Action Steps: All of us need to take action here and to elect public officials, servants that agree that being a human being merits health care coverage!  Please, I strongly encourage you to take a close look at these graphs!

Decoding Your Medical Bills
Created by: Medical Billing and Coding Certification

Women’s History Month 2012: Mary Richmond

7 Mar

Today we honor and celebrate one of the earliest and most significant influencers of social work, Mary Ellen Richmond. Born in 1861 in Illinois, Richmond was shuttled from one relative to another in the Baltimore area after her parents died when she was a child. She was mostly home schooled by her grandmother who was known as a radical and a suffragist. After finishing high school, she worked odd jobs and became involved with the charitable works of the Unitarian Church. In 1888, she became the assistant treasurer for the Charity Organization Society and became involved with the charitable works that preceded modern social work. Her administrative duties led to her appointment as general secretary. In addition to her assigned duties, she volunteered as a friendly visitor, the equivalent of an early caseworker.

Concerned about the frequent failures of cases to respond to service, in 1897 she delivered an historic speech at the National Conference of Charities and Correction, calling for schools to train professional social workers. In 1899, she published the first comprehensive presentation of practical suggestions, Friendly Visiting Among the Poor.

In 1900, Ms. Richmond became general secretary of the Philadelphia Society for Organizing Charity. During her tenure, she emphasized the need for volunteer effort; she also fought to obtain legislation for deserted wives. Between 1905 and 1909, Ms. Richmond was associated with Charities, which developed teaching materials for Charity Organization Societies nationwide. She then became director of the Russell Sage Foundation’s Charity Organization Department in New York City. She also taught and did research at the New York School of Philanthropy.

From 1910 through 1922, she developed and headed summer institutes attended by secretaries of charity organization societies from all parts of the country. Her most celebrated book, Social Diagnosis, was based on her lectures and on her wide readings in history, law, logic, medical social work, psychology, and psychiatry. Widely hailed as evidence of the professionalization of social work, it was the first formulation of theory and method in identifying the problems of clients. In 1922, she defined social case work as “those processes which develop personality through adjustments consciously effected, individual by individual, between men and their social environment.” She died in 1928, leaving behind a critical legacy in the field of social work.  For all of us social workers that believe we can change the world, we owe Richmond a huge debt.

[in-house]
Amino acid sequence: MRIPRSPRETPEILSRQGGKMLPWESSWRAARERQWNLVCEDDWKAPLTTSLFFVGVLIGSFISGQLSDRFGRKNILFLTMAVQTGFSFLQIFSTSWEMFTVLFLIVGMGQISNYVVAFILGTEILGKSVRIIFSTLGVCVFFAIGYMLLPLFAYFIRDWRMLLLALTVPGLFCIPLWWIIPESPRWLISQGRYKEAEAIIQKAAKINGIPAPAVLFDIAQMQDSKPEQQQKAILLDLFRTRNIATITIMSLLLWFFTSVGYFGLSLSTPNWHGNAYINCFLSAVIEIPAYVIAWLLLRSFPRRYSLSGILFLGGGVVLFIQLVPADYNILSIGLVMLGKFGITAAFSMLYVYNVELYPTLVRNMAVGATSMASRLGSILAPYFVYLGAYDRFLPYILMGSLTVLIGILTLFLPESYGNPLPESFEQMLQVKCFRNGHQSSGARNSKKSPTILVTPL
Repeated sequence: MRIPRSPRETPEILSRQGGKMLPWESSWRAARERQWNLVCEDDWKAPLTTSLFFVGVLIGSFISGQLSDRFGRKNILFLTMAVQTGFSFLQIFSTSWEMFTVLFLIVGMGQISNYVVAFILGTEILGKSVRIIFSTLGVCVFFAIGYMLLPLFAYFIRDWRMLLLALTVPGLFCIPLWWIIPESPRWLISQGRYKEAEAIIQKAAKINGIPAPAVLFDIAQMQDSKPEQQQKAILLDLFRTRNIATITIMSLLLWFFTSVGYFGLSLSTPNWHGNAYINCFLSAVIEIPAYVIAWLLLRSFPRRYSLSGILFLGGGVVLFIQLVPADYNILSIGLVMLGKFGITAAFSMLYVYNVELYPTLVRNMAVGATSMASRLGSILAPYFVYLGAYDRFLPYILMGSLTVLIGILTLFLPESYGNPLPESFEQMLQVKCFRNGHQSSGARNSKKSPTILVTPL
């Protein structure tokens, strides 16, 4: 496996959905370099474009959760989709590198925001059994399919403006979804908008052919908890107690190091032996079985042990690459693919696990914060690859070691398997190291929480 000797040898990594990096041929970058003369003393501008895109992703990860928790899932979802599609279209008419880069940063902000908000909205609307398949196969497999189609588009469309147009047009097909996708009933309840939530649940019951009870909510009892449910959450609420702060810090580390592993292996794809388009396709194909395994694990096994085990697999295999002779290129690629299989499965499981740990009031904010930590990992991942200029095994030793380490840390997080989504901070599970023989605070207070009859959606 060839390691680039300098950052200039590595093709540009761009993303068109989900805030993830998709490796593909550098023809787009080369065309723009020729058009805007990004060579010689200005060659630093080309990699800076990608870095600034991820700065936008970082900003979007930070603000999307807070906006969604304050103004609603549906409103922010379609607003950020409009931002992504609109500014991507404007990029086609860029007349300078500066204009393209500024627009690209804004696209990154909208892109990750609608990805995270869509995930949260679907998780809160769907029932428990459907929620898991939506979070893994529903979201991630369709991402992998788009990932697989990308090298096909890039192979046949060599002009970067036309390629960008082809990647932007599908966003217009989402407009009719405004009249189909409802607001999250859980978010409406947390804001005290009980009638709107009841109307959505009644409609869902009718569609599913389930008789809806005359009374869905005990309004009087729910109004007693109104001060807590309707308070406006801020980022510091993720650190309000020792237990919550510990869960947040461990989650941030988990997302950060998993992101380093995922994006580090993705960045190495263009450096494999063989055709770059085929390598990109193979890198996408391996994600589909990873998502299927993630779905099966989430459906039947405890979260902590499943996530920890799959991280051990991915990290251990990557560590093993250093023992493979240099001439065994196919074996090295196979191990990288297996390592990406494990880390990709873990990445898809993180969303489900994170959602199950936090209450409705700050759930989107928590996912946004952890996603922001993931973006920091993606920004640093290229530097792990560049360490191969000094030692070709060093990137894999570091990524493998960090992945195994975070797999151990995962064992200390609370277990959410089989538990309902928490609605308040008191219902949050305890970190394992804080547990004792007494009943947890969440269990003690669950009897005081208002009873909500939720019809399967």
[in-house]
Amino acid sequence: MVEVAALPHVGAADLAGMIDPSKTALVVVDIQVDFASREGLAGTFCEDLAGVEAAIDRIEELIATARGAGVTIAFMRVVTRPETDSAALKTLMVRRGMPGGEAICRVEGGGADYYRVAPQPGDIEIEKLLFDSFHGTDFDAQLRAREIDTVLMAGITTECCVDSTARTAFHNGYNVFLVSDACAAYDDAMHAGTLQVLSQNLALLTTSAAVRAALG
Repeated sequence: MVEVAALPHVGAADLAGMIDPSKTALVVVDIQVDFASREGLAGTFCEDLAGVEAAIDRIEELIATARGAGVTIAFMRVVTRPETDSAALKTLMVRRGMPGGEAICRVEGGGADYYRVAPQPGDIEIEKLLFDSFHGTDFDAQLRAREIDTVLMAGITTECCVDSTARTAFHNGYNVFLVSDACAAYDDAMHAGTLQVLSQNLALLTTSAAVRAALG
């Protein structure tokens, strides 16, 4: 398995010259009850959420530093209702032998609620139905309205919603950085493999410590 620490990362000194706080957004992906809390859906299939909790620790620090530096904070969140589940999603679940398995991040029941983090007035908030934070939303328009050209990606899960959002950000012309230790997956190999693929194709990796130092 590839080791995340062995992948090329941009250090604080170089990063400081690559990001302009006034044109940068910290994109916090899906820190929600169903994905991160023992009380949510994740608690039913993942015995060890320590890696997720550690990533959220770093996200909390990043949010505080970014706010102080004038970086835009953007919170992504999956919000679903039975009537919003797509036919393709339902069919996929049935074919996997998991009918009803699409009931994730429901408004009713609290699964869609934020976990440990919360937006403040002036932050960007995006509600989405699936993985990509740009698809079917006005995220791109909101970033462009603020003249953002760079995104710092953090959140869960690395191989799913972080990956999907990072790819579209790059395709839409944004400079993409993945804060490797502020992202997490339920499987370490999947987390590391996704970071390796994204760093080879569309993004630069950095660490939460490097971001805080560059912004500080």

The Puppet Master Behind the Susan G.Komen Foundation

4 Feb

I love a Tea Party but hate women and gays!

Corrupt Komen Caves, Kind of!  Yes, yesterday the Susan G. Komen Foundation offered a less than milquetoast apology for their bad behavior.  The apology came not because it was the right thing to do, or because of some great care and compassion for women of color, women without means, and all women who suffer from the intersections of oppression, rather the apology came because of political pressure.  I don’t want to dismiss the power of this pressure, but I would like us to examine closely the Power behind the Komen Foundation, for I personally would like to see this organization crash and burn and be replaced with a more inclusive organization that truly reaches out to all women to help prevent breast cancer.

Just to be clear, the Komen Foundation is still refusing to commit to future grants to Planned Parenthood.  So who has the power and what does this power look like at the Komen Foundation? Sadly, Komen’s Senior VP is  Karen Handel.  You may remember Handel.  She ran for Governor of Georgia two years ago and was endorsed by the Tea Party, including Sarah Palin.  Yes, our Handel is exceedingly anti-woman and is a homophobic bigot, as witnessed by her own words!

I will conclude by saying that if you truly believe in women’s rights and you believe women should have access to health care regardless of color or access to resources and if you really believe in social justice, you will boycott the Susan G. Komen Foundation and put your money into Planned Parenthood.

I need to say a special thanks to my friend Jay and to the Voice of the Trailer (VOT) for helping me with this article and allowing me to express my rage in a socially productive way.

The Closing of Hull House: Sad Commentary on Our Times

28 Jan

Goodbye Hull House